The illegal trade in wildlife in Asia shows little sign of abating, despite public awareness campaigns and increased policing by countries in the region. Thailand is at the forefront of the battle to halt a trade that is decimating animal populations globally.
The New York-based Wildlife Conservation Society says illegal global trafficking in animals is worth about $8 billion annually.
International organizations and governments in Southeast Asia have increased efforts to halt the region's share of the trade, which offers the lure of cash to impoverished communities.
Parts and meat from threatened species, including rhino horns, tiger skins, bear paws, and snake meat are highly valued in many Asian countries as ingredients in traditional Chinese medicines and aphrodisiacs, or as gourmet foods.
The Wildlife Conservation Society says more than one million kilograms of snakes are imported into China annually, mainly from elsewhere in Asia, while Indonesia traffics in more than 350,000 birds each year.
Robert Mather, regional representative in Thailand of the World Wildlife Fund says, despite the extent of the trade, few governments have assigned it a high priority.
"In reality, on a global level, the illegal wildlife trade is second only to the illegal trade in drugs, and the most profitable illegal activity," he said. "It is just that that understanding has not really entered into the consciousness of higher-up policy makers."
Chris Shepherd, regional program manager of the Malaysia-based animal protection group, Traffic Southeast Asia, says the greatest demand is for animals whose existence is already threatened. "The more rare an animal becomes, often they become more valuable, more and more sought after in the international pet trade," said Chris Shepherd. "For example rare cockatoos or rare tortoises become more expensive, as they become harder to find."
But Mr. Shepard says greater international awareness of the trade is having an impact, especially as more animals are listed for protection under CITES, the Convention on International Trade in Endangered Species of Wild Flora and Fauna.
Thailand, which is set to host a global meeting of CITES in 2004, is a key trafficking hub for both exotic wildlife and the illegal global ivory trade. A WWF survey of hotels and retail outlets in Bangkok estimated that more than $4 million worth of ivory was available for sale in these locations.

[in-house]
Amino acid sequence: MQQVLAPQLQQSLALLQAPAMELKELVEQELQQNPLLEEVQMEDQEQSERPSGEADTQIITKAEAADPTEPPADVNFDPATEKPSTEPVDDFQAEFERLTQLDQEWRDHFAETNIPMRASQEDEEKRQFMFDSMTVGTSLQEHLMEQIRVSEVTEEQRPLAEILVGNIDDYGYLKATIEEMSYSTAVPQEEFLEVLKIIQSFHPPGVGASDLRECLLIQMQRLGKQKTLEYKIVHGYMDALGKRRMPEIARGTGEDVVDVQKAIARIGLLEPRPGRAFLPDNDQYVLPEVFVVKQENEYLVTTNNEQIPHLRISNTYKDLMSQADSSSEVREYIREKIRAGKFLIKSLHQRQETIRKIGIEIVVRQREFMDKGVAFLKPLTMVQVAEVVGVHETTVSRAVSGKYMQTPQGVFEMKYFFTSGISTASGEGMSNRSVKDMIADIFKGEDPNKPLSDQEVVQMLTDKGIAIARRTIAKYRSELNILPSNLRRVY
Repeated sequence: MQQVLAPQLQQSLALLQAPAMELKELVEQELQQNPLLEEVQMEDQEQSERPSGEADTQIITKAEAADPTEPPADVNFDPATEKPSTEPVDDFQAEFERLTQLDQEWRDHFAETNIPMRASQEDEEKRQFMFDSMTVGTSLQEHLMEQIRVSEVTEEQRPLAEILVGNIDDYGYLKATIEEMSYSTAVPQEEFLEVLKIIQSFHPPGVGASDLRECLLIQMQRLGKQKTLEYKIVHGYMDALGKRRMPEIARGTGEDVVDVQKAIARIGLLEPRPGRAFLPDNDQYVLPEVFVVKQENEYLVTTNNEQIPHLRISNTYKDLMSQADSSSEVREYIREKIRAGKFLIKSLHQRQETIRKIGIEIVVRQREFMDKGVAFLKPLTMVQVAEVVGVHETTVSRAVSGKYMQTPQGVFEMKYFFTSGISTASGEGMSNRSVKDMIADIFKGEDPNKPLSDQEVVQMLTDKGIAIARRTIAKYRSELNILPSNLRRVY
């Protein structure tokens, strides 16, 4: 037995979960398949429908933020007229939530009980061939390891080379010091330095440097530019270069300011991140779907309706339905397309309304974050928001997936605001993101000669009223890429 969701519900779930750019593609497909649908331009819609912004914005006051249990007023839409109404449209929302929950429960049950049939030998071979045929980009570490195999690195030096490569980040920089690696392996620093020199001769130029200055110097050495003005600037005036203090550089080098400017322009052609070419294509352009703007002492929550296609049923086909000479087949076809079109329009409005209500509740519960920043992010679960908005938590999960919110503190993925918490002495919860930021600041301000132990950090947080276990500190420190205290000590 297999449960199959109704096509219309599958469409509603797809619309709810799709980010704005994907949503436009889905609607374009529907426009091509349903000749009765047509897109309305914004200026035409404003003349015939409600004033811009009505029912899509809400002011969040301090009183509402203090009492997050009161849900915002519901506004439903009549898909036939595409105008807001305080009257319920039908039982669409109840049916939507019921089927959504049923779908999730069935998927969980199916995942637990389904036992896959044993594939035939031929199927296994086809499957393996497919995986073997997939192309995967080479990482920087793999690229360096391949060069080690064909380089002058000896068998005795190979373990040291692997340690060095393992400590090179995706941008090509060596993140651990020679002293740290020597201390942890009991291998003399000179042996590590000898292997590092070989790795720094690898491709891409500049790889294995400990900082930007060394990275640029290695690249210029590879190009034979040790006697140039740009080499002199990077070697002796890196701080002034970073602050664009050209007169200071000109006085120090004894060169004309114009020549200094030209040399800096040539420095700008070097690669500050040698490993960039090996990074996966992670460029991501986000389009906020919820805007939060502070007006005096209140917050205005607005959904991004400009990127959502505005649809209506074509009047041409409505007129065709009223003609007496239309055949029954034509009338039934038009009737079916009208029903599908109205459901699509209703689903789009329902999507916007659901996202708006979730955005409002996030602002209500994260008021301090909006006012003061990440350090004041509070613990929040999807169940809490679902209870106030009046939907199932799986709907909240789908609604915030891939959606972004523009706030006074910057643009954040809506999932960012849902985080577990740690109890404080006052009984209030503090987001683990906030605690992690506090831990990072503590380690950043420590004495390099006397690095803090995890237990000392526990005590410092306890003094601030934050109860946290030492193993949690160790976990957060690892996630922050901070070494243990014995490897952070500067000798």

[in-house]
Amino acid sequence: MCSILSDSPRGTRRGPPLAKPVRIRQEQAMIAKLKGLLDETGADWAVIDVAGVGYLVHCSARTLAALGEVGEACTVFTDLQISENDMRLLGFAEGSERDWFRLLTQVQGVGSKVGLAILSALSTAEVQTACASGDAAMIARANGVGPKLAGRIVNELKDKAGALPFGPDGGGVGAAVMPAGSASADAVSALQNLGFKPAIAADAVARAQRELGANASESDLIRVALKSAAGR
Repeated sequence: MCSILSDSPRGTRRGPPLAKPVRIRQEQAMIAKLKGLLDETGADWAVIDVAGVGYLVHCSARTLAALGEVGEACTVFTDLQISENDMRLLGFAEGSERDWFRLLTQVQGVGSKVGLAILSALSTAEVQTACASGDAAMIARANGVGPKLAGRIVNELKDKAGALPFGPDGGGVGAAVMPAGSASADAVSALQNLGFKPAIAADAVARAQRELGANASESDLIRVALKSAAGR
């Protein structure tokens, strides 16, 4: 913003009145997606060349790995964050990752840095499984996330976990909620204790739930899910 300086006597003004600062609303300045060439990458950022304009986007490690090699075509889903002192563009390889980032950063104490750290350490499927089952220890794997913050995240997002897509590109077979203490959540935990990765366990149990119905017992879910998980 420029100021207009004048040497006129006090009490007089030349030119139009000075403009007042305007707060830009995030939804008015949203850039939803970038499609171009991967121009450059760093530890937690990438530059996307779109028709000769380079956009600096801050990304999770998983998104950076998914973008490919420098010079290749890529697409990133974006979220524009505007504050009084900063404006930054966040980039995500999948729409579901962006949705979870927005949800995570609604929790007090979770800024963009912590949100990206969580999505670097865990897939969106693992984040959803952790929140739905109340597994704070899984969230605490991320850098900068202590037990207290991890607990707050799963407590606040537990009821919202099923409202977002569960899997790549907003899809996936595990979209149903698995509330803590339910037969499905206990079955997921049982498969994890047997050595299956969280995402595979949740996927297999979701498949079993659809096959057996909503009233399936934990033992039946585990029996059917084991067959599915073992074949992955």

While there is an international ban on African ivory, retailers in Thailand are able to exploit a loophole in Thai law that allows trade in the ivory of domestically-raised elephants.
After lobbying hotel operators, the WWF reported a dramatic drop in the amount of ivory available at Bangkok hotels. But there was little change in the amount on sale at retail outlets - still about $2 million worth.
In recent months, Thailand has been raiding popular markets and private zoos, where illegal wildlife is found.
The head of the Thai police department's forestry division, Major General Sawake Pinsinchai, led several of the raids. He spoke of his shock at the cruel state of the animals his troops found.
General Sawake says, during a raid in October, officials uncovered a slaughterhouse where poorly-maintained wild animals were being kept, along with carcasses, bones, tiger skins, and bear paws.
The secretary-general of Thailand's Wild Animal Rescue Foundation (WAR) Porpen Payakkaporn, expects a lull in the trade after the recent crackdown, but not an end.
"I think it might be quiet for a period of time, but the wildlife trade still will not stop in Thailand," said Porpen Payakkaporn. "And the problem [goes on] because some officials [are] involved in the illegal trade [so] its not very easy [to stop]."
Mrs. Porpen says, for an anti-trafficking campaign to be effective, efforts must be made to reduce demand for the animals, both locally and abroad.